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U.S. to Ask Patients' Bill of Rights and Stricter Care at Nursing Homes

October 12, 1987|From the Washington Post

WASHINGTON — A major overhaul of federal rules for nursing homes, including a "patients' bill of rights" and more stringent rules for round-the-clock care, will be proposed this week by the Department of Health and Human Services.

The new rules would apply to all residents of any home receiving federal funds through Medicaid or Medicare, the vast majority of nursing homes. The plan, designed to improve the quality of care for more than a million people in 16,000 facilities, also requires that nurses' aides be given at least 80 hours of training by the home before they handle patients.

The document, which will not become final until after 90 days of public comment, also recommends requiring that trained, licensed nurses be present 24 hours a day in every nursing home.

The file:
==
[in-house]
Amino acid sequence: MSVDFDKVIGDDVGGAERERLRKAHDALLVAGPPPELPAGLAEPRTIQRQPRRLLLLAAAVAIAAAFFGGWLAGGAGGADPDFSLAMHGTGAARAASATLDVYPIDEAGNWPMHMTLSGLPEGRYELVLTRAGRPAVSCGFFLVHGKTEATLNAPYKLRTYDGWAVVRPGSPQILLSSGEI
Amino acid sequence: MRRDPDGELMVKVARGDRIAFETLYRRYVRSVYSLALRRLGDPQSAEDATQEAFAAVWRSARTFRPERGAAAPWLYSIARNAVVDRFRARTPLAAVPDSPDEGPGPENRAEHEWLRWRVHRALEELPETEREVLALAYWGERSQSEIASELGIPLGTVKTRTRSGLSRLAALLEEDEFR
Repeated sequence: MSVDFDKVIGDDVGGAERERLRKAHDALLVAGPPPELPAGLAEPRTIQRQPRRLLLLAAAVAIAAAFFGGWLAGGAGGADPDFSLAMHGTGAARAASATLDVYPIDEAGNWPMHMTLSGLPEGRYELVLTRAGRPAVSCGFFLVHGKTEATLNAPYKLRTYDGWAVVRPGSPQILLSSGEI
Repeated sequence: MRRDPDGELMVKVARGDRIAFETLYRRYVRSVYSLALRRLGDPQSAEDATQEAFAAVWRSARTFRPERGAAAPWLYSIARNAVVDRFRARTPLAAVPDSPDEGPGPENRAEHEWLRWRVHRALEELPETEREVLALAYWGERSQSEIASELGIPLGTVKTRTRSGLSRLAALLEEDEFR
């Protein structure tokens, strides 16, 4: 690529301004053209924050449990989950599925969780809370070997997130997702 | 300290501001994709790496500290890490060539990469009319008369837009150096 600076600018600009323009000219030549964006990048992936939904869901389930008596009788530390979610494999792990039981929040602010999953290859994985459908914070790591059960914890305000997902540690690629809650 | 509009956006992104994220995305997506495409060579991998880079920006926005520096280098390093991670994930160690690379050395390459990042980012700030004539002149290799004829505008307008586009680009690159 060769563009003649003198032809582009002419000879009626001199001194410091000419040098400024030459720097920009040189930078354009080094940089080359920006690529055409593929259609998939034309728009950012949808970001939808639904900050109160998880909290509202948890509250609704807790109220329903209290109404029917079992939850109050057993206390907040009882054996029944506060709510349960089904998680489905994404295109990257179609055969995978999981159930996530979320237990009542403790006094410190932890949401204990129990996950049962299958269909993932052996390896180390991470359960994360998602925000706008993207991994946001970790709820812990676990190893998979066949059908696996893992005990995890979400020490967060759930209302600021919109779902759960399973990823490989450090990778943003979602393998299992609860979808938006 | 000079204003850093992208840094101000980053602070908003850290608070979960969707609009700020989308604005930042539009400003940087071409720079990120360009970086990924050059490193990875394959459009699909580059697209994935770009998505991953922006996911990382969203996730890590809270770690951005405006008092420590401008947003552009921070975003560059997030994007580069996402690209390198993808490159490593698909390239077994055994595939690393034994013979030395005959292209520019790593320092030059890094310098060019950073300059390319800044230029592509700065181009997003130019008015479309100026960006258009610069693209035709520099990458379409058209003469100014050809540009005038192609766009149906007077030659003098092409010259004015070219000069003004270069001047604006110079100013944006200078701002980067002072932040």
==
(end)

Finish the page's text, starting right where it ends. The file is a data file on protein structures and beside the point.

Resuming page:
But at the insistence of the Office of Management and Budget, it lists two less stringent alternatives to the 24-hour plan that will be considered before the HHS issues its final regulation.

The proposed regulations would also:

--Require an initial assessment of a person's needs within 48 hours after entering a nursing home, a comprehensive one within 14 days, and a care plan developed, with rechecks every three months.

--Spell out the rights of patients in a variety of situations--in many cases for the first time--to: dignity, privacy, a clean, homelike environment, a choice of activities, substitute foods if they refuse standard fare, a personally chosen "ombudsman" who could examine their records, self-administration of drugs unless a doctor disapproves, rehabilitation and social services and protection from physical mistreatment.

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